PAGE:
Where the Ancient, Medieval & Modern live Entwined

Evora, Portugal
Jan 17, 2018

Close to Evora, in a field, stand some stone megaliths.They are a mute testament to the Celtic tribes in the Alentejo region dating back five millennia. But this is not the only legacy they left behind. The very name Evora, is derived from the Celtic ebora, meaning “of yew trees”. The Yew was considered magical by the Celts, sacred because of its connection with the dead and used for summoning spirits of ancestors and communicating with the Otherworld. Not surprisingly, yew trees were associated with the Celts, sometimes synonymous with the tribes.

Like other parts of the Iberian Peninsula, this area too saw the advent of the Romans. Settled by them around 57 AD, mentions of Ebora Cerealis, are found in Pliny the Elder’s Historia Naturalis, so called because of its abundant wheat fields. They too left their legacy and some of these remain to this day. The Corinthian columns of a roman temple, probably built in the first or second century still stands in what was the heart of the old town, surrounded by Roman walls.

There are arches dotting the town, many built upon earlier roman ones and a roman bath that lies under what is today’s Town Hall is still being excavated. New lives have woven into the old and many of the arches have seen homes built within them, morphing with time and demand. Some doors use the old arches and some narrow entrances, while others are more conventional. This is a city where most doors must be custom-made, at least in the historic center. How refreshing in our cookie-cutter age!

The tides of time wore on as the fifth century brought the Visigoths and a period of decline. But barely three centuries later came the Moors, reigning here between the eighth and twelfth centuries. The narrow streets meandering off in labyrinthine webs are the legacy of the Moors and astonishingly, have not only survived, but remain in use today.

Some are barely as wide as an arms-span, while others are just about as wide as a small car. A nightmare for motorists but a delight for pedestrians, they wind this way and that, inviting random exploration with the reward of hidden surprises. The Moorish fountain still spouts water as it stands within the old city walls. An aqueduct that carried water to the city, built in 1537 still functions today, and links to this fountain.

Wrested from the Moors in 1165 AD, by Gerald the Fearless, Evora has remained in Christian hands since. The largest square is named after him with a requisite church at its head. The walls that surround the city dates from this medieval period and are surprisingly intact. Instead of armed horsemen riding beneath banners, it now sees cars and buses zipping through its gates. The town also sprouted many churches in this period, most of which stand today and are in use.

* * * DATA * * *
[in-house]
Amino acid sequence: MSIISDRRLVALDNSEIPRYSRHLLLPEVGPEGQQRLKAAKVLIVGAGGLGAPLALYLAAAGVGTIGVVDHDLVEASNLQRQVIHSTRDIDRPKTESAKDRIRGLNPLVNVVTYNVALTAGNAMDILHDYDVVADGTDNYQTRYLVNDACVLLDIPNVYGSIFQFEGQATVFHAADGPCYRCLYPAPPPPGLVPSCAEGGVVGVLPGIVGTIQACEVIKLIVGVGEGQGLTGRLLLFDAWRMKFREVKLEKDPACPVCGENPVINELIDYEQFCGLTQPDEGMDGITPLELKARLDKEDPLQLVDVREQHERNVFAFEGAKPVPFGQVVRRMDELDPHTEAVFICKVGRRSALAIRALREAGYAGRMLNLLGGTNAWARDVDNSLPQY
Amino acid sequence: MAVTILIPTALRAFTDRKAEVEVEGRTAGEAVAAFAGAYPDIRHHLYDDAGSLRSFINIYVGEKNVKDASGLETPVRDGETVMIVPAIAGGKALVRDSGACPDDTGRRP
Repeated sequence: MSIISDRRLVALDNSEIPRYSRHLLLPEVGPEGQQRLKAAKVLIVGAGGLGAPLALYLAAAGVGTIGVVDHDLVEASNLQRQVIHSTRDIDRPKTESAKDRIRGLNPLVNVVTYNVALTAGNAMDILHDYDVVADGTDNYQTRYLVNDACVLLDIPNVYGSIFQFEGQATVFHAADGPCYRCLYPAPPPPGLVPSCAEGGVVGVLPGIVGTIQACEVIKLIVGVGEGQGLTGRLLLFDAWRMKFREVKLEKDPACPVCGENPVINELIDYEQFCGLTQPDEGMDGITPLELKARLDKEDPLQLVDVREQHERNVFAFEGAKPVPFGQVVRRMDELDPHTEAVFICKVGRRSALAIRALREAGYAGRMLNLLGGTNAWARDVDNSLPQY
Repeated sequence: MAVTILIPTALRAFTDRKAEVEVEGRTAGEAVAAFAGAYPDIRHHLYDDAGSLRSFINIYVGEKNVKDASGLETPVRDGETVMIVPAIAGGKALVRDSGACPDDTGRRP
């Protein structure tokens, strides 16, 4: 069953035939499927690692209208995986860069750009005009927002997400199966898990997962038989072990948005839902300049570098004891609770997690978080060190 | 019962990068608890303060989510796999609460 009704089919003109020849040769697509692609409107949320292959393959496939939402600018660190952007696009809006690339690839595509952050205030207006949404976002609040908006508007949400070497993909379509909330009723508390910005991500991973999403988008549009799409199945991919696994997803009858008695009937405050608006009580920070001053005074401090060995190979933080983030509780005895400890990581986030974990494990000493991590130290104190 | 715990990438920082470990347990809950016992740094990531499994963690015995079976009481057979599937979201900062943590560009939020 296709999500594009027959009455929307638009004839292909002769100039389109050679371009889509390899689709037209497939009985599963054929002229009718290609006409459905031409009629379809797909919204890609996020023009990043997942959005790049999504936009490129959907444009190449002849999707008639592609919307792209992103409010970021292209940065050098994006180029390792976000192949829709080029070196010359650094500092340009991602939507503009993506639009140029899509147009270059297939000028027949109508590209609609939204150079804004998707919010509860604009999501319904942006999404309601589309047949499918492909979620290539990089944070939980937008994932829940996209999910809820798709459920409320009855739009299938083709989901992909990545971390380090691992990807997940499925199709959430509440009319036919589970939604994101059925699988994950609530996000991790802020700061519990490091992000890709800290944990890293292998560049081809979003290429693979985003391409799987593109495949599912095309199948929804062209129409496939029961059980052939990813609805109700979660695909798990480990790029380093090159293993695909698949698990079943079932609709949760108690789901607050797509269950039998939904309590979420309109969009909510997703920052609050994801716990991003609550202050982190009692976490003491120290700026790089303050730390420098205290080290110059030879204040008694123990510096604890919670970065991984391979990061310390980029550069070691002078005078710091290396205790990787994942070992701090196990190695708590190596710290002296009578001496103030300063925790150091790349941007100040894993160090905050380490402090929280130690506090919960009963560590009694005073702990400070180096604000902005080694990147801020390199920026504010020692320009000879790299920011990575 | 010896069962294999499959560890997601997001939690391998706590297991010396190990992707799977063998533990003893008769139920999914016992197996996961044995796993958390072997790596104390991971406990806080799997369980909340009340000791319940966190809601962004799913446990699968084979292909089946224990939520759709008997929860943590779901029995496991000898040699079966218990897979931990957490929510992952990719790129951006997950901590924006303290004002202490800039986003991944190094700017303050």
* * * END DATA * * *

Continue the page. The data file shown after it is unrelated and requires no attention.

The lofty tower of the cathedral rears up above all, tolling the hours. The church of Saint Francis is one of the most lavishly decorated but it is the attached chapel here that of more intriguing, if gory interest.

Enter, and you might take it to be normal mosaicked walls with the usual arches. But look closer – the walls are embedded with human skulls and bones. The story goes, that dissatisfied with the increasingly mercenary tendencies of the populace, three monks in the sixteenth century, created this to bring home the transient nature of life. Driven home by the inscription above the entry: We bones that are here, for yours we wait.

Somewhere along its checkered history, Evora acquired a reputation as a center for learning and continues today to be home to one of the major universities. In 1656, a library was built atop the ruins of the old castle. It holds books printed in sixteenth and seventeenth centuries as well as more recent additions, totaling a staggering six hundred thousand. The original University of Evora was housed in one of the most beautiful buildings, founded more than five centuries ago. Today the University has expanded into a number of departments scattered around the town but this remains the oldest and most beautiful of them all. Who would not want to learn in such surrounds?

Sintra might be beautiful but it has a museum-like quality whereas Evora lives and breathes. The past and the present are woven together seamlessly, and continue as they have for millennia. There is none of the brashness of youth though and life here moves at a unhurried pace. At odd corners of streets are plazas, called largos.

They are scattered with cafés, some under leafy trees. They see a constant parade of students, locals and the odd tourist, sipping a drink or an espresso, eating a snack and chatting. Older citizens seem to routinely gather on park benches to spend time catching up on gossip. Delightfully unhurried is the way of life here, a forgotten skill in some parts of the world.

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